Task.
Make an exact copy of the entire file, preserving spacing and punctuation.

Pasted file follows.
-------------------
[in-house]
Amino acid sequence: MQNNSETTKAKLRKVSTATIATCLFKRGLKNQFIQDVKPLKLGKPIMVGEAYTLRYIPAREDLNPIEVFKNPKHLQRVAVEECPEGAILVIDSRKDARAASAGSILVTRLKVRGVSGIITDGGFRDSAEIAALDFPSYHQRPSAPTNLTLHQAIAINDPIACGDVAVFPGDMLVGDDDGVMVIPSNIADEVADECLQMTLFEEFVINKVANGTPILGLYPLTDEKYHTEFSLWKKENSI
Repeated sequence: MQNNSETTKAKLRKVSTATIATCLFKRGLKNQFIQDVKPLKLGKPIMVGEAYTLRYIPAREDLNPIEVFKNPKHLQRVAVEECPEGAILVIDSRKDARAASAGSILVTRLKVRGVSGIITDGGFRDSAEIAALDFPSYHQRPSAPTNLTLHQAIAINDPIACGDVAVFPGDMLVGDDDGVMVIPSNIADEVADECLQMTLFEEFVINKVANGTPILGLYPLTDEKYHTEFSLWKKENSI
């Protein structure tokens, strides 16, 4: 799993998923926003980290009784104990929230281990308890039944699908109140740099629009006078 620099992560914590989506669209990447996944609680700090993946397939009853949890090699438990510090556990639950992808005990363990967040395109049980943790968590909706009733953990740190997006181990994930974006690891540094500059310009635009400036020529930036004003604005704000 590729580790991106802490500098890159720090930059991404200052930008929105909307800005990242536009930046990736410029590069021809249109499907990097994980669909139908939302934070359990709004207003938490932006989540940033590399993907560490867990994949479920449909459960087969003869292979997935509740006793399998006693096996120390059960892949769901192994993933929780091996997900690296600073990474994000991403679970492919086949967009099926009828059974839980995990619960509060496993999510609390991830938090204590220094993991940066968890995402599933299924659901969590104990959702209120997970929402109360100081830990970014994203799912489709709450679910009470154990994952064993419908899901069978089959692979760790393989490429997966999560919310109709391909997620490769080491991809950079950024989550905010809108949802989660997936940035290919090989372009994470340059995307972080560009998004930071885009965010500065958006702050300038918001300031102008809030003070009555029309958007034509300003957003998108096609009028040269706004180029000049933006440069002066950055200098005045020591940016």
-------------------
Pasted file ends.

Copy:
[in-house]
Amino acid sequence: MQNNSETTKAKLRKVSTATIATCLFKRGLKNQFIQDVKPLKLGKPIMVGEAYTLRYIPAREDLNPIEVFKNPKHLQRVAVEECPEGAILVIDSRKDARAASAGSILVTRLKVRGVSGIITDGGFRDSAEIAALDFPSYHQRPSAPTNLTLHQAIAINDPIACGDVAVFPGDMLVGDDDGVMVIPSNIADEVADECLQMTLFEEFVINKVANGTPILGLYPLTDEKYHTEFSLWKKENSI
Repeated sequence: MQNNSETTKAKLRKVSTATIATCLFKRGLKNQFIQDVKPLKLGKPIMVGEAYTLRYIPAREDLNPIEVFKNPKHLQRVAVEECPEGAILVIDSRKDARAASAGSILVTRLKVRGVSGIITDGGFRDSAEIAALDFPSYHQRPSAPTNLTLHQAIAINDPIACGDVAVFPGDMLVGDDDGVMVIPSNIADEVADECLQMTLFEEFVINKVANGTPILGLYPLTDEKYHTEFSLWKKENSI
């Protein structure tokens, strides 16, 4: 799993998923926003980290009784104990929230281990308890039944699908109140740099629009006078 620099992560914590989506669209990447996944609680700090993946397939009853949890090699438990510090556990639950992808005990363990967040395109049980943790968590909706009733953990740190997006181990994930974006690891540094500059310009635009400036020529930036004003604005704000 590729580790991106802490500098890159720090930059991404200052930008929105909307800005990242536009930046990736410029590069021809249109499907990097994980669909139908939302934070359990709004207003938490932006989540940033590399993907560490867990994949479920449909459960087969003869292979997935509740006793399998006693096996120390059960892949769901192994993933929780091996997900690296600073990474994000991403679970492919086949967009099926009828059974839980995990619960509060496993999510609390991830938090204590220094993991940066968890995402599933299924659901969590104990959702209120997970929402109360100081830990970014994203799912489709709450679910009470154990994952064993419908899901069978089959692979760790393989490429997966999560919310109709391909997620490769080491991809950079950024989550905010809108949802989660997936940035290919090989372009994470340059995307972080560009998004930071885009965010500065958006702050300038918001300031102008809030003070009555029309958007034509300003957003998108096609009028040269706004180029000049933006440069002066950055200098005045020591940016």